A funny thing has happened to patent law in the 21st century. Instead of protecting intellectual property rights, patents have been hijacked by rich companies to take control of a market -- and the problem is particularly acute in the mobile space.
Reuters reported last week that the EU is beginning to think companies are using patents unfairly to harass market rivals.
EU competition commissioner Joaquin Almunia told Reuters that he is looking for answers from companies, because it appears patents are not being used in the proper spirit. He points to the Apple-Samsung tablet tug-of-war as a prime example of how this works. "In particular, in the IT sector, it is obvious it is not the only case. Apple and Samsung is only one case where IP rights can be used as an instrument to restrict competition."
It's gotten so bad that in September, a German court forced Samsung to remove its tablet from a Berlin trade show -- actually take it off the show floor -- and then from German store shelves.
If that's doesn't qualify as stifling competition, I don't know what would, but it's not just Apple and Samsung. There are patent lawsuits aplenty under way from all the major players, along with some from companies you probably never even heard of, as this infographic illustrates.
It's reached such ludicrous levels that Microsoft actually makes money every time an Android phone is sold because of patents it holds. Steven J. Vaughan-Nichols reported in a ZDNet post last September that, because of these patents, Microsoft earns between $3 and $6 on every Android phone sold. It could earn a tidy $444 million in revenue from this source in fiscal 2012, Vaughan-Nichols wrote. How crazy is that?
To almost anyone who is not a lawyer or an employee of a company benefiting from these lawsuits, it's completely absurd, yet the patent and copyright trolls continue to have their way for the most part, and it's really not right.
Patent law did not develop so wealthy corporations could collect them like baseball cards and then use them to hammer competitors. Intellectual property law was developed to protect the individual inventors and artists who actually created unique things, so that the bigger guys couldn't swoop in and steal their ideas.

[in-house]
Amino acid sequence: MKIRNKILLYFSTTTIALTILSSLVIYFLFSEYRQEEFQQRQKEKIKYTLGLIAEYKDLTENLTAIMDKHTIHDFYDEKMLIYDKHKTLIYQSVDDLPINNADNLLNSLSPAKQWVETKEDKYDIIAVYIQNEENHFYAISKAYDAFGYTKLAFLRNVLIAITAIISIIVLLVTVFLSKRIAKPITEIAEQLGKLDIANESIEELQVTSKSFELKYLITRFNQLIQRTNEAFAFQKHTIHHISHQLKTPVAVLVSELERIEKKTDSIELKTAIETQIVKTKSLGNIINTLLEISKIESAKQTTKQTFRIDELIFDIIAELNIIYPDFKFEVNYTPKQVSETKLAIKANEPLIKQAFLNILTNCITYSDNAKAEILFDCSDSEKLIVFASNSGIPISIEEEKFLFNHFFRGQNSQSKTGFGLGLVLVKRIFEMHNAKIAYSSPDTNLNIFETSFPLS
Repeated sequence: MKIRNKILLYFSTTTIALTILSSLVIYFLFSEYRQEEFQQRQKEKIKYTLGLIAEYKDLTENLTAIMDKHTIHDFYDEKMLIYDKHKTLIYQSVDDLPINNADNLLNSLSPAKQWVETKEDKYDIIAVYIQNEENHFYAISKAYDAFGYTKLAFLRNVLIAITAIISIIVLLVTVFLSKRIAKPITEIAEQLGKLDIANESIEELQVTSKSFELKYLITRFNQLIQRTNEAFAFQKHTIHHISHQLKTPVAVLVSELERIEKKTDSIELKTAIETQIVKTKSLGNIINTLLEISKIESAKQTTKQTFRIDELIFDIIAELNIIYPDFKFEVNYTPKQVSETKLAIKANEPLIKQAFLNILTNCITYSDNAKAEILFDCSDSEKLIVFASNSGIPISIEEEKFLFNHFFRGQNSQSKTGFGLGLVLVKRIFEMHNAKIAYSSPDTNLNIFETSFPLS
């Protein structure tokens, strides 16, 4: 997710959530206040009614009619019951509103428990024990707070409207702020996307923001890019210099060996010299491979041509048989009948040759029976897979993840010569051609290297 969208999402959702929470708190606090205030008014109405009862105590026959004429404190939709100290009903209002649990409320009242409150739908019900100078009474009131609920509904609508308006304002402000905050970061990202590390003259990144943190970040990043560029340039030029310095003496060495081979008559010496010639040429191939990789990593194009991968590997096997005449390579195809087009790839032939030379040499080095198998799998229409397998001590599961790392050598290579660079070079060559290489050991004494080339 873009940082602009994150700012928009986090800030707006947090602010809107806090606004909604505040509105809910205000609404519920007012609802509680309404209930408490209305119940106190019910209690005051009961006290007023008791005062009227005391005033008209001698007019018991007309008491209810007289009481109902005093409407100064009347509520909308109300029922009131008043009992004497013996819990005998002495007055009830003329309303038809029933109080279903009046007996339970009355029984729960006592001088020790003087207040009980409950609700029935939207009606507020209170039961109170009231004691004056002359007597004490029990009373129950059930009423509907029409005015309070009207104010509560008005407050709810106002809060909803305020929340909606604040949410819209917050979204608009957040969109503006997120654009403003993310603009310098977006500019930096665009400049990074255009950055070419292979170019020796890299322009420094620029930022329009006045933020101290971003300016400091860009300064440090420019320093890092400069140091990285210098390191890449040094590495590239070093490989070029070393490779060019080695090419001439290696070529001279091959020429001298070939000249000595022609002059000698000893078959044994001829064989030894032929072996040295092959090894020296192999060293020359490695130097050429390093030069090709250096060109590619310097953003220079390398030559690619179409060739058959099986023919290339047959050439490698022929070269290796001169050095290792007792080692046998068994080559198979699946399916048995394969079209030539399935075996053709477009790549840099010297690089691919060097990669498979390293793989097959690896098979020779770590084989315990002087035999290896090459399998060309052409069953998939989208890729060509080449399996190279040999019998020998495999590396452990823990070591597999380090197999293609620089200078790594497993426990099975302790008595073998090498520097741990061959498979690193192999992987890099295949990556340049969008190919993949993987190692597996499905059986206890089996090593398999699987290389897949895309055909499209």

The concept has been turned on its head, so it's encouraging that the EU is beginning to recognize that patents are being used to stifle competition and innovation instead of promoting it.
Apple didn't invent the tablet footprint, for instance. Even if it did, the tablet is going to be a basic shape and design by its nature. Apple shouldn't have any more rights to that than someone should own the rights to the automobile.
Putting basic starting-point designs like these under patent protection only serves to smother competition and innovation within a given product category. Given that Apple is so far ahead in the market and a proven innovator, I'm baffled by the Samsung-Apple case. Why would Apple even bother trying to chase off the competition in the courtroom instead of the marketplace, where it's clearly winning in a big way, anyway?
Unfortunately, that's the way things work now. Companies buy patent portfolios, and then the lawyers do the rest. It's reached levels of insanity that I'm sure nobody imagined. Worse, the patent process is suffocating the very attributes it was supposed to promote. It's time for someone -- anyone -- to step in and be the voice of reason.
Maybe that someone is the European Union, and others will follow suit. As it stands now, the situation is untenable.
— Ron Miller is a freelance technology journalist, blogger, FierceContentManagement editor, and contributing editor at EContent magazine.